This post is part of a series celebrating Choice USA’s Bro-Choice Week of Action. For more information, please visit our website and take the Bro-Choice pledge

For those of you unfamiliar with the concept (like I was just last month), Schroedinger’s Rapist is a blog post by Phaedra Starling. The article itself discusses the appropriate way for a man to approach a woman in a public place; men are advised to proceed with caution and consideration of the fact that there is no reasonable way for a woman to know whether or not she is at risk of being assaulted. Starling writes that there is no way for a woman to know that the risk of a strange man approaching her is zero.

Here’s the overarching idea:

• Our culture downplays the frequency and seriousness of rape.
• Our culture engages in a constant and subtle level of misogyny.
• Our culture blames victims and diverts attention to the victim’s sexual history, choice of clothing, level of alcohol intake, ect., which makes it unlikely to see rapists convicted.

**Trigger warning – This post contains strong language and graphic descriptions.**

There is a photograph being shared in Facebook of a woman cowering in a corner, eyes downcast, as large man standing in the foreground swings his fist at her head. The caption reads, “Women deserve equal rights. And lefts.”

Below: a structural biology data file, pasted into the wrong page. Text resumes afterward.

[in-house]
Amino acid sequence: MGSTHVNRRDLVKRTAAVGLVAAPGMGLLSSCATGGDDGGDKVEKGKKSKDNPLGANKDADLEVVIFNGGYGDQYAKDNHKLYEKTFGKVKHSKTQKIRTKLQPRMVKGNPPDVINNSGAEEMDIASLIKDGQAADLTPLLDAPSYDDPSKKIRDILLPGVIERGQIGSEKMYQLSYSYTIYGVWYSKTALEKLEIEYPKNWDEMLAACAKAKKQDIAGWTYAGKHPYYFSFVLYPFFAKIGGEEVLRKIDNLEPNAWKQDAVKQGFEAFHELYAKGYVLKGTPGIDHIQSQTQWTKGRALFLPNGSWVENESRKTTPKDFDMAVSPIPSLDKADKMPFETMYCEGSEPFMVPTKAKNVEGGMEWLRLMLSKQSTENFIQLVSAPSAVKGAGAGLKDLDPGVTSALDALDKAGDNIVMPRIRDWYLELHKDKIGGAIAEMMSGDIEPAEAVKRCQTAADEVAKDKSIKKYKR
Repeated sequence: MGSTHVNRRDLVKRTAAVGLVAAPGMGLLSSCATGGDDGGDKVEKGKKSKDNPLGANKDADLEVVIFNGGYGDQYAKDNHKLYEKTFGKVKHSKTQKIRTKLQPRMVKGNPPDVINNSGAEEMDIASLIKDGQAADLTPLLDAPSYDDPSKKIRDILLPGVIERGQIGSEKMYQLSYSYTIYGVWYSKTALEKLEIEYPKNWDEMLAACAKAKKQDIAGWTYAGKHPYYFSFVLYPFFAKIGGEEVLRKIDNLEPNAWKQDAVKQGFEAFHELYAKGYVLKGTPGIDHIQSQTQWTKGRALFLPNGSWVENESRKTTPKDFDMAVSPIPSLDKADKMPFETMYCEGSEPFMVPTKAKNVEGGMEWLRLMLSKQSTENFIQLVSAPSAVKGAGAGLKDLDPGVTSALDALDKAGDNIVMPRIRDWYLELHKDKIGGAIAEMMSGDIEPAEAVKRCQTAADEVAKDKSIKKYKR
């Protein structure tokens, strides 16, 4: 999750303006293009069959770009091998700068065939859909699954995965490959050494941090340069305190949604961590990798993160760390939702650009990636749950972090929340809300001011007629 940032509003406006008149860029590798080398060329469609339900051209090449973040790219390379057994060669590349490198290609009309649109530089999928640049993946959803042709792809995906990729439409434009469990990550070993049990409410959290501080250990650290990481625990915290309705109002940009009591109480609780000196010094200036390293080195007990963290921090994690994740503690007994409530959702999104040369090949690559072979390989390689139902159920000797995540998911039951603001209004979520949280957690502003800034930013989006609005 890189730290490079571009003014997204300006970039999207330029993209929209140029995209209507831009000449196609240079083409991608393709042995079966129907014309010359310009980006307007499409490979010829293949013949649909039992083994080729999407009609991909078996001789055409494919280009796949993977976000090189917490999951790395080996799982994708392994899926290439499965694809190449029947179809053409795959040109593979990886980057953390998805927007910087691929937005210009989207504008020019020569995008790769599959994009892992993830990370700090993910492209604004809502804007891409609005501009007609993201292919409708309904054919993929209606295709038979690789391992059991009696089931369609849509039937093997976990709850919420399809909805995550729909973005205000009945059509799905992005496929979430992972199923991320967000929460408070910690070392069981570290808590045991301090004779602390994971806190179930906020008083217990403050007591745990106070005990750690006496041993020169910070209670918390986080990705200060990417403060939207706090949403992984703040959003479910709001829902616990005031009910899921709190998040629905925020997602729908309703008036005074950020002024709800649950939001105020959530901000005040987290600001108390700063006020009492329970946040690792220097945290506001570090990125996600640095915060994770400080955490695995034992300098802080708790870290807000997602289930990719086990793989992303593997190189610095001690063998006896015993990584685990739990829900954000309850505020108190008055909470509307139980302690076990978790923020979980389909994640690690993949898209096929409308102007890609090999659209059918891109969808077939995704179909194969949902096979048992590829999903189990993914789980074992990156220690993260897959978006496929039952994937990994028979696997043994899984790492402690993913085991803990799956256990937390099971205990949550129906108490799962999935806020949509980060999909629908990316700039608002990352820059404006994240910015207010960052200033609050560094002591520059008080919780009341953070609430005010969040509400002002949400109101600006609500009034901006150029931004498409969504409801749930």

AT&T, American Express, Cubesmart and are among the page’s sponsors today.

This image has been reported to Facebook repeatedly. Their response is: “Thanks for your report. We reviewed the photo you reported, but found it doesn’t violate Facebook’s Community Standard on hate speech, which includes posts or photos that attack a person based on their race, ethnicity, national origin, religion, sex, gender, sexual orientation, disability, or medical condition.”

The “joke” isn’t offensive. What is offensive is fact that the infliction of pain on girls and women –pain inflicted because they are female – is entertaining and acceptable. As with rape humor, domestic violence humor reduces girls and women to their body parts and communicates that we are violable for other people’s purposes and entertainment. Helpless and full of shame. At the same times, this content perpetuates harmful stereotypes about what makes men “real” – violence, control, infliction of pain on others, lack of empathy, never weak or helpless. This is our culture of cruelty and domination. Its how we teach boys and girls to be. Not Facebook’s problem, I know.